implementation

Production Best Practices

A programmer should not expose resources within a REST initiative in a “bottom-up” ad hoc manner. Bottom-up development is inherently driven by immediate project needs. For example, how you solve a specific problem with a specific implementation (often driven by the influence of existing applications and associated behaviors masquerading as true business requirements).

What happens when an organization defines and implements REST with the mindset described? The REST implementation simply becomes layered with more spaghetti code of a different form that does not improve business process flexibility. Consequently, a monolithic application in a different technology is implemented often with disappointing results.

To achieve success, a programmer should not define REST in a “top-down” manner. Top-down business process analysis can lead to either “analysis paralysis” – continual refinement of a model hoping to reach perfection (which never comes), or “Big-Bang” projects – trying to define and implement everything at once. Either approach usually creates disastrous consequences (a combination of “death march” projects, and cost, and schedule overruns).

What do organizations need to make progress? A coarse-grained business model driven by key business processes. Not all key business processes may apply but definitely a representative set of high-priority processes to start. Architects and business analysts should collaborate to build an applicable model by extracting key business processes to define a normalized set of functions. Next, group functions together based on behavioral affinity as a straw-man set of initial, target resource definitions.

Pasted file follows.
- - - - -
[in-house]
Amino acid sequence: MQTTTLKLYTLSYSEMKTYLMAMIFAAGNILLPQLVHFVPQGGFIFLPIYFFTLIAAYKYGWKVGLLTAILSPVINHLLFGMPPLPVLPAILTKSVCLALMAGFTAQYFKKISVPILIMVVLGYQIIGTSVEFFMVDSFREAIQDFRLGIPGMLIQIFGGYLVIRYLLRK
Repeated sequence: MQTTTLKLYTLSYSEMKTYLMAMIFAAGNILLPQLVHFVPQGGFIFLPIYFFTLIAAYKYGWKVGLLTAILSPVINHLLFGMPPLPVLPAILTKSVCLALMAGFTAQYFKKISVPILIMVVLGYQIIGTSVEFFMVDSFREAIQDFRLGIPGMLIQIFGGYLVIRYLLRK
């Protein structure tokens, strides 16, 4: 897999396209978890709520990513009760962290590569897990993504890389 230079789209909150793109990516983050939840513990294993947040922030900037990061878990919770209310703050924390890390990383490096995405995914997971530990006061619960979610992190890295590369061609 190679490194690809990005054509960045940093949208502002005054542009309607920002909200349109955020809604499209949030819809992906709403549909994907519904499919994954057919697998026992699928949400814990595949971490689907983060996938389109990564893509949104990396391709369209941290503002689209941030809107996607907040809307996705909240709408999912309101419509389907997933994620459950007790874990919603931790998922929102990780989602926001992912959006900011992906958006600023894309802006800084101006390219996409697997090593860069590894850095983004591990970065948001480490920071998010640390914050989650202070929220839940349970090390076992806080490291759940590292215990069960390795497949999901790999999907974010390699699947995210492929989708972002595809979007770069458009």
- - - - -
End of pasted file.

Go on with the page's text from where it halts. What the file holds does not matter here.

Resultantly, we have a useful framework for the “real work” – detailed analysis, design, and REST implementation needed for our current set of prioritized projects. Based on business process (and project) prioritization, we identify the needed resources from our business reference model and formalize the definition for the prioritized resources. Ideally, each resource should be driven by requirements extracted from at least two separate processes. Designing a REST resource based on a single use case may result in a fragile, and narrowly defined implementation lacking the flexibility necessary to meet the next set of prioritized projects. Formalization efforts are likely to result in modifications to business architecture – which is fine! We can iteratively enhance the architecture as progress is made towards a successful REST implementation.

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Cloneable Interface Design

A cloneable interface design often requires a clear separation between a type and its implementation. Often it is unavoidable to provide a public clone() operation for such a type when the type is used as part of the state of an object.  A cloneable interface design relies on the following factors: